Gear shift in hand, changing needs and modes, I deliver a different picture of next-door humanity because I have some heavy stuff weighing on me that has to be shared. My neighbor, a Type A personality with a capital A, came to visit my daughter a few nights ago while I was at our high school ball game. Seems he has complained to proper Town Officials and to the neighbors directly in back of his house about their bird feeder. The bird feeder hangs on a limb of a maple tree about twenty feet inside their fence line. He says pigeons feed over there for free and then come to sit on his roof. The pigeons are going to wreck his roof, he says. He and his wife took pictures of seven pigeons feeding at the bird feeder, which then came directly and sat on his roof. Seven of them! Type A complained to the Town and they sent up a pigeon reconnoitering person and the PRP only counted one pigeon. The neighbor came home next day and six or seven pigeons were staring down at him, from his roof!
“It was eerie,” he said. “Can you imagine my feelings?” He called the Town again and they sent another PRP (they only have two pigeon guys and one of them’s a woman) and this PRP only counted two pigeons. Type A says he is going to sue his neighbors and the Town for a new roof, if and when the time comes. And then, to cap off his discussion, a little Merlot on his breath, his hair down as far as it can go, letting secrets out of his house where I grew up and came of age, (Type A bought the house from my cousin who had bought it from my sister) he sported his humanity and told my wife that he and his wife just bought a new parrot (his/her name is Cinnabar) and paid $400 for it. Birds of a feather squawk together, as one old sage said, or “the bird is on the wing, but that’s absurd, for I’ve always heard, the wing is on the bird.”
But friend Smitty in Jersey, a reader of deep stories from the past, says it best when he offers that my Type A neighbor will really have a bird when he finds out the other neighbor, the out back one, has been feeding the roof pigeons a bit of nuclear waste.
Tell me my decent old neighborhood hasn’t gone the way of odd works. Jayzus, but I wish some of my hardy old neighbors were here, old rugged brimstone-spouting Sam Parker (catcher for the Cornets and then the Phillies A’s) and Al Russell (gardener extraordinary and a man of ready wit) and Freddie Craft (the dog man with an acid tongue) and Lorne Greene (the great shortstop and centericeman who always asked questions) and Herb Wills (who took land back from the river because it was there for the taking, long before the Wetlands Act made the books), and never mind not asking for my father, the old Marine Corps Drill Sergeant. But, for historical purposes (viz., out of our A Gathering of Memories, Saugus 1900-2000” book where pigeon control was first mentioned hereabouts), I can now tell our contributors that The Pigeon Plucker lives! Once, a long time ago, a far-thinking man at a Town Meeting suggested the town ought to hire a Pigeon Plucker to rein in the pigeons aloft in the Town Hall belfry. He never knew to what extent the problem would run, or the extent of unlimited destruction on a grand scale.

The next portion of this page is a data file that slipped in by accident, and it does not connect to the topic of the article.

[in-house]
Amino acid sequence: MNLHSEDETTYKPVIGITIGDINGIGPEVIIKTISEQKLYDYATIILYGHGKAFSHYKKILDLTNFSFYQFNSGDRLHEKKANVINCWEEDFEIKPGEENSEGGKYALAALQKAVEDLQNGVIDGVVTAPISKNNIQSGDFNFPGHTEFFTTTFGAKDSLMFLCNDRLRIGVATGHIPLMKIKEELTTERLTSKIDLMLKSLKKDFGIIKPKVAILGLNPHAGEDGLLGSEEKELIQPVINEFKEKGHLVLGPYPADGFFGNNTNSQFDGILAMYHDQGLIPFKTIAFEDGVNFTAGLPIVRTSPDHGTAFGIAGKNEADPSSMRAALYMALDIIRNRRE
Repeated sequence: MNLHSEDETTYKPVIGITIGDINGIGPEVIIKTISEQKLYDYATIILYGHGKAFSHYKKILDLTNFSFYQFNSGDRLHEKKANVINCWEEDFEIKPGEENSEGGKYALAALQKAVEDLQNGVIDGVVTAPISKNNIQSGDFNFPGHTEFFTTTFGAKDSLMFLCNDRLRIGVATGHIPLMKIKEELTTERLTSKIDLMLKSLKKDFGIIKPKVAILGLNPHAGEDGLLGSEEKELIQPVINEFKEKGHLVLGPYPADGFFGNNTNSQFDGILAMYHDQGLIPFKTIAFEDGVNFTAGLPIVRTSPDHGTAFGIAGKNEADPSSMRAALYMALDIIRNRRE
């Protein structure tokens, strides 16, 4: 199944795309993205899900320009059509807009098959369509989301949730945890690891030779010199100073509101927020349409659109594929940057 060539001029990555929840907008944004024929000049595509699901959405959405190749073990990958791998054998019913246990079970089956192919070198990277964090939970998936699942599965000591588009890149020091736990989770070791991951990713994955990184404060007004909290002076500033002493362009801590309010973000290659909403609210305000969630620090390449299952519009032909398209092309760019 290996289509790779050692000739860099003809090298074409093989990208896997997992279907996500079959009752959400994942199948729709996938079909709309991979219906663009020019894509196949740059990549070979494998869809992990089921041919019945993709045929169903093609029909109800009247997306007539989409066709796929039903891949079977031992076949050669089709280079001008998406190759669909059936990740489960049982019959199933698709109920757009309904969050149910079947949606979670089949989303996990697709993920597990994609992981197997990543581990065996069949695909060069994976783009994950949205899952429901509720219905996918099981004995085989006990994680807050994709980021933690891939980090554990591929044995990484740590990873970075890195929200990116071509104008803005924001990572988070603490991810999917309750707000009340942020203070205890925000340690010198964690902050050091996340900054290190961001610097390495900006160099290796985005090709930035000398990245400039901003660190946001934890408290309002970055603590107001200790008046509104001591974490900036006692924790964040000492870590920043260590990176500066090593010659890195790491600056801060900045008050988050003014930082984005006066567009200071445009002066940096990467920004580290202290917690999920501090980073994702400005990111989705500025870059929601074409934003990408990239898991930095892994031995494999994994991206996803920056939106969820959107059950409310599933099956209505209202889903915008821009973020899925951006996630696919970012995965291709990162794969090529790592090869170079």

Yet ever since my mother passed on, when the grandchildren are here, the little ones, I make crazy sounds in my throat, sounding like Cwoo cwoo, trebling my voice and saying, “Listen to Nana’s pigeons,” for, my god, she loved to hear them acooing and acarrying on. Now we have an anti-Audubon lighting up the neighborhood. Woe is woe! All is well that she is not here to hear.
It does not stop with this most recent incident, or with this indictable flock. My daughter works for the USPO and has a route in a North Shore community with lots of money in the area where the land of high-walled estates runs all the way to the horizon or the Atlantic, whichever comes first.
Last summer one wealthy and eccentric woman in her late 80s, who still drives, found a pigeon across the street from my house as she was heading home from having her hair done. The pigeon was injured and could not fly. The woman drove a big white station wagon loaded with all kinds of collectible items she has come across in her travels and put the bird in the back of the wagon and returned home. She didn’t know what to do with the pigeon, but when the weather shortly turned very hot, up over 90 degrees for practically the next two weeks, she ran the car engine so the A/C would run and keep her friend cool. The bird was with her for all that hot spell of the summer. On a number of occasions she had seen hawks nab bunnies in her wide fields and dared not let the wounded pigeon out of the car, to be at the mercy of the hawks. In fact, her unmarried daughter kept up a hawk patrol for the bunnies, at times trying to scare off the predators.
The woman on a daily basis kept asking my daughter what she should do with the bird and my daughter said she could drop him off here (as this is where he came from, probably off the roof next door), but the woman didn’t or wouldn’t and finally let the bird go near the beach in Gloucester where she apparently only saw seagulls and no hawks. That’s the last I’ve heard of that bird, unless he’s homed his way back here and is now driving my neighbor nuts.
Friend Smitty in NJ, who’s heard about the pigeons here, sends on a classic bunch of newspaper material about pigeons there, on the tollbooth roofs of New Jersey’s Garden State Parkway and how one company has been awarded a $69,000 contract to take care of the little bastards, but the thinking here is the rich eccentric lady from the wealthy North Shore town, whose land does run off to the Atlantic, the one with the pigeon wagon A/C, could probably underwrite that whole contract. Truth is, she’s probably more apt to settle a trust fund on a halfway house for her friends that flock together. Knowing the flight path and the plight wrath, the house next door could well be the one she would settle on, nuclear waste being discounted for the time being.